OAK RIDGE, Tenn. – The largest and most visible remaining structures at Oak Ridge’s East Tennessee Technology Park (ETTP) are coming down. Demolition is now underway on the Centrifuge Complex as employees work to achieve EM’s goal to finish major cleanup at the site by the end of 2020.
The complex spans more than 235,000 square feet and sections of it reach heights of 180 feet. It was built in stages to develop and test centrifuge uranium enrichment technology. The last of these facilities ceased operation in the mid-1980s.
Workers are currently demolishing a portion of the complex that includes the K-1004-J Lab, a Manhattan Project facility built for research and development in 1944. The rest of the complex was constructed around this original site building in the 1970s.
While demolition has started in one section of the sprawling complex, teams are in other buildings conducting deactivation activities to prepare them for removal in the coming months.
In the deactivation phase, crews remove hazards and ensure safe and efficient demolition of structures. They disconnect all power and utilities, perform characterization and sampling, remove asbestos and other waste, and inspect, drain, and remove a significant amount of piping and equipment.
“The Centrifuge Complex project will mark one of the most significant landscape changes we’ve achieved at ETTP,” said Jay Mullis, manager of DOE’s Oak Ridge Office of EM (OREM). “It highlights our progress, and its removal will transform the appearance at the front of the site and pave the way for ETTP’s next chapter.”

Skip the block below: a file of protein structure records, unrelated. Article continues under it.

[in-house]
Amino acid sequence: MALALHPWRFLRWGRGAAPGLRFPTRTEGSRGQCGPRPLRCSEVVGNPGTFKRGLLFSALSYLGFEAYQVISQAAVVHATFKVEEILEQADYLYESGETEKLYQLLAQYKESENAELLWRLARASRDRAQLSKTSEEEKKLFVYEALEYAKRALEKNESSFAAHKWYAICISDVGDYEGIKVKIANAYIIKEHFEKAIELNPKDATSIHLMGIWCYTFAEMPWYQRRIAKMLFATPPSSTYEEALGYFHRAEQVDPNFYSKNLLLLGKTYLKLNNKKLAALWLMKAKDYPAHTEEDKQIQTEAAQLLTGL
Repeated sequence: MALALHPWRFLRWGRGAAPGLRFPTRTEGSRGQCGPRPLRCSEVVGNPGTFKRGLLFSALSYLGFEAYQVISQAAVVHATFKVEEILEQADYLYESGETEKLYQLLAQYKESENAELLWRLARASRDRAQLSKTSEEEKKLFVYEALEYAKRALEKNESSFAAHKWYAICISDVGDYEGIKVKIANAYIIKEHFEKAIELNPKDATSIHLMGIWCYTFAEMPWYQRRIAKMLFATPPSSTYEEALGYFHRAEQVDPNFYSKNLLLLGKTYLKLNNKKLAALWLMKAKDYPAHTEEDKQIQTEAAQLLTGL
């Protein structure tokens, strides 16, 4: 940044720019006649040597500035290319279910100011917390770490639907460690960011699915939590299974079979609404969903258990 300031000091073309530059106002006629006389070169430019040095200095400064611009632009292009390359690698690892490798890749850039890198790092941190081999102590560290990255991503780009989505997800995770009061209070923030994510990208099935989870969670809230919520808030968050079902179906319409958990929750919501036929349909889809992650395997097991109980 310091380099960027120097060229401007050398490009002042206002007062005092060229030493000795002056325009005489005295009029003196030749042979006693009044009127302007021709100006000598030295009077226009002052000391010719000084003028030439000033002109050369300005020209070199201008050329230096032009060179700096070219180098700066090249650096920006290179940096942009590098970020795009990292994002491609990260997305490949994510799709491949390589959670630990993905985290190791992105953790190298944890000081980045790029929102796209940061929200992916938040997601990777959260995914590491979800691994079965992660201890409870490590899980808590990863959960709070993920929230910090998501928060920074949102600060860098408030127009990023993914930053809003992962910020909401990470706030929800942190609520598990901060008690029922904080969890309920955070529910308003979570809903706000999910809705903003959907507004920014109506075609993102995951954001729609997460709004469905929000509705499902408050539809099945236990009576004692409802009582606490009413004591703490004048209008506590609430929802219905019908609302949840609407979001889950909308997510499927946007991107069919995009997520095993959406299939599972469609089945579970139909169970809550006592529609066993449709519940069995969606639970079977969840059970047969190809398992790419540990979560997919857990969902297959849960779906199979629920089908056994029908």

Deactivation of the entire complex is scheduled to be complete early next year, and demolition and waste removal is slated for completion next summer.
OREM and cleanup contractor UCOR are cleaning ETTP while working to transfer cleaned areas and facilities to the private sector under the site's reindustrialization program. Together, they are working to convert the former government complex into a multi-use industrial park.
To date, Oak Ridge’s EM program has taken down facilities spanning 12 million square feet, transferred more than 1,200 acres of land for economic development, and placed more than 3,000 acres in a conservation easement for recreational use by the community.